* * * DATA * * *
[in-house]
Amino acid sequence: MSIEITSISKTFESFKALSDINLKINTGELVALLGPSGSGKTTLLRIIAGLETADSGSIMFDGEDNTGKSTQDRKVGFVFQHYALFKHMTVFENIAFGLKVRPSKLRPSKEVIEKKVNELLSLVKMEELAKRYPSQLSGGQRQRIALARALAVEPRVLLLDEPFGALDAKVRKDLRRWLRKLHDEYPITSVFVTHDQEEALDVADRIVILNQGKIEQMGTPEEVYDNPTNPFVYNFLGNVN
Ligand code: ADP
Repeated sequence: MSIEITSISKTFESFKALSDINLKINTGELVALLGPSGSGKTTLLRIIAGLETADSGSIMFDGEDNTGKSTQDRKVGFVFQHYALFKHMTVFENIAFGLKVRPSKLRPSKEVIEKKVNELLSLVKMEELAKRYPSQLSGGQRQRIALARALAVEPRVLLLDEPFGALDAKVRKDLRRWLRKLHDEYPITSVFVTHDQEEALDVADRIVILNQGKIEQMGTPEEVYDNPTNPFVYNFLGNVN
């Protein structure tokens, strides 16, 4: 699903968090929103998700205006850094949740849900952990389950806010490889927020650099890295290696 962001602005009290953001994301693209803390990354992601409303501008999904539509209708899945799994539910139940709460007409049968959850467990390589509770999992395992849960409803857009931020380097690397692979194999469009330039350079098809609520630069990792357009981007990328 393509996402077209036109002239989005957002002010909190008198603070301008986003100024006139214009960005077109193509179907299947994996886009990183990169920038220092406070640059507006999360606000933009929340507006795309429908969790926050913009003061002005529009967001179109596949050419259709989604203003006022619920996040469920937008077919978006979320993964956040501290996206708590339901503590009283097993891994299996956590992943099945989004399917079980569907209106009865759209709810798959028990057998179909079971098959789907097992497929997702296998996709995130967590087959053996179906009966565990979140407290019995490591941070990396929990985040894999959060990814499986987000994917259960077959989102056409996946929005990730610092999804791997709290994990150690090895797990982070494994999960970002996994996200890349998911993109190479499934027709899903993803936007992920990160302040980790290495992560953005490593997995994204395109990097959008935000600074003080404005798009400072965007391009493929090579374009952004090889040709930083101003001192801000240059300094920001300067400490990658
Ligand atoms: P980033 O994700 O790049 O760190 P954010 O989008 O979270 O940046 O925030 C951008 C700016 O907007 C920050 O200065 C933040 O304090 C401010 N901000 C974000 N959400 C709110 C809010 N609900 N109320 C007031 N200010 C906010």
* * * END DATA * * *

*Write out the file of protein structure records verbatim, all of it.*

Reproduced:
[in-house]
Amino acid sequence: MSIEITSISKTFESFKALSDINLKINTGELVALLGPSGSGKTTLLRIIAGLETADSGSIMFDGEDNTGKSTQDRKVGFVFQHYALFKHMTVFENIAFGLKVRPSKLRPSKEVIEKKVNELLSLVKMEELAKRYPSQLSGGQRQRIALARALAVEPRVLLLDEPFGALDAKVRKDLRRWLRKLHDEYPITSVFVTHDQEEALDVADRIVILNQGKIEQMGTPEEVYDNPTNPFVYNFLGNVN
Ligand code: ADP
Repeated sequence: MSIEITSISKTFESFKALSDINLKINTGELVALLGPSGSGKTTLLRIIAGLETADSGSIMFDGEDNTGKSTQDRKVGFVFQHYALFKHMTVFENIAFGLKVRPSKLRPSKEVIEKKVNELLSLVKMEELAKRYPSQLSGGQRQRIALARALAVEPRVLLLDEPFGALDAKVRKDLRRWLRKLHDEYPITSVFVTHDQEEALDVADRIVILNQGKIEQMGTPEEVYDNPTNPFVYNFLGNVN
């Protein structure tokens, strides 16, 4: 699903968090929103998700205006850094949740849900952990389950806010490889927020650099890295290696 962001602005009290953001994301693209803390990354992601409303501008999904539509209708899945799994539910139940709460007409049968959850467990390589509770999992395992849960409803857009931020380097690397692979194999469009330039350079098809609520630069990792357009981007990328 393509996402077209036109002239989005957002002010909190008198603070301008986003100024006139214009960005077109193509179907299947994996886009990183990169920038220092406070640059507006999360606000933009929340507006795309429908969790926050913009003061002005529009967001179109596949050419259709989604203003006022619920996040469920937008077919978006979320993964956040501290996206708590339901503590009283097993891994299996956590992943099945989004399917079980569907209106009865759209709810798959028990057998179909079971098959789907097992497929997702296998996709995130967590087959053996179906009966565990979140407290019995490591941070990396929990985040894999959060990814499986987000994917259960077959989102056409996946929005990730610092999804791997709290994990150690090895797990982070494994999960970002996994996200890349998911993109190479499934027709899903993803936007992920990160302040980790290495992560953005490593997995994204395109990097959008935000600074003080404005798009400072965007391009493929090579374009952004090889040709930083101003001192801000240059300094920001300067400490990658
Ligand atoms: P980033 O994700 O790049 O760190 P954010 O989008 O979270 O940046 O925030 C951008 C700016 O907007 C920050 O200065 C933040 O304090 C401010 N901000 C974000 N959400 C709110 C809010 N609900 N109320 C007031 N200010 C906010």